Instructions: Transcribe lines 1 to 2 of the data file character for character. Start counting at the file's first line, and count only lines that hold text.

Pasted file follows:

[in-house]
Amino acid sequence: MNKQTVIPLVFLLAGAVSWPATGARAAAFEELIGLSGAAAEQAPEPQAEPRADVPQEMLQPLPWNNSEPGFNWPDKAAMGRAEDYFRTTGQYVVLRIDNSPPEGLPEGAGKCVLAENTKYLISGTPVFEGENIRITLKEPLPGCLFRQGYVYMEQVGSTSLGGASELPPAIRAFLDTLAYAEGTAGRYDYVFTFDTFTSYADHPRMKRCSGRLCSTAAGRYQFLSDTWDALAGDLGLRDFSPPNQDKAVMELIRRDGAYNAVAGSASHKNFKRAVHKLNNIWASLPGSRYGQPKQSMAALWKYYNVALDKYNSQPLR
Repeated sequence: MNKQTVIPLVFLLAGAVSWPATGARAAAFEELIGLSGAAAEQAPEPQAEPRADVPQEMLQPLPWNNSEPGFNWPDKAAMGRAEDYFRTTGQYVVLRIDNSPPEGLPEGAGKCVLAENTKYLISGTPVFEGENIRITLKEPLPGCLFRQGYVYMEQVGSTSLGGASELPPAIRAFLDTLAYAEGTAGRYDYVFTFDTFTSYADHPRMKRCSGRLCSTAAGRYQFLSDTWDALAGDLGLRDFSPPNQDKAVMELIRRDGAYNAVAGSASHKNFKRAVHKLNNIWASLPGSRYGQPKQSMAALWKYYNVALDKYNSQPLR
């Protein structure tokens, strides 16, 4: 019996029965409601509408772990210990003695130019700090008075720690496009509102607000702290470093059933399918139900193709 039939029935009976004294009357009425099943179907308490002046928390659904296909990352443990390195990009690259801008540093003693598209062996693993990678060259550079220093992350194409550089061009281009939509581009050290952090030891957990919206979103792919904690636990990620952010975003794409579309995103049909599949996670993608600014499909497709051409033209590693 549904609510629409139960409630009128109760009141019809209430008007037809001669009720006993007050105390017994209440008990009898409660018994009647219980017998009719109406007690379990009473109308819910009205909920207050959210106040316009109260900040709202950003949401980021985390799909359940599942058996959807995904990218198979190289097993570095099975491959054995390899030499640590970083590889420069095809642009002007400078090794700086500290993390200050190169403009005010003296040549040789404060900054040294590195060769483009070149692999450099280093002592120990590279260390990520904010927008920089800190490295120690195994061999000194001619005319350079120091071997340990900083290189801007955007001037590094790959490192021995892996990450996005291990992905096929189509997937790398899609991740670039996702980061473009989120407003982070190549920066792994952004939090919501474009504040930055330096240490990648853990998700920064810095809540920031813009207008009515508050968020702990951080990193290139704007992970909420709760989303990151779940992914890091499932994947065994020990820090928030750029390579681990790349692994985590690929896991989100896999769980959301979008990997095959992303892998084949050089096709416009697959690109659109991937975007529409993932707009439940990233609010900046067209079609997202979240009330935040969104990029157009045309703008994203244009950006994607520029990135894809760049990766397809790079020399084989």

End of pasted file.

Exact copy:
[in-house]
Amino acid sequence: MNKQTVIPLVFLLAGAVSWPATGARAAAFEELIGLSGAAAEQAPEPQAEPRADVPQEMLQPLPWNNSEPGFNWPDKAAMGRAEDYFRTTGQYVVLRIDNSPPEGLPEGAGKCVLAENTKYLISGTPVFEGENIRITLKEPLPGCLFRQGYVYMEQVGSTSLGGASELPPAIRAFLDTLAYAEGTAGRYDYVFTFDTFTSYADHPRMKRCSGRLCSTAAGRYQFLSDTWDALAGDLGLRDFSPPNQDKAVMELIRRDGAYNAVAGSASHKNFKRAVHKLNNIWASLPGSRYGQPKQSMAALWKYYNVALDKYNSQPLR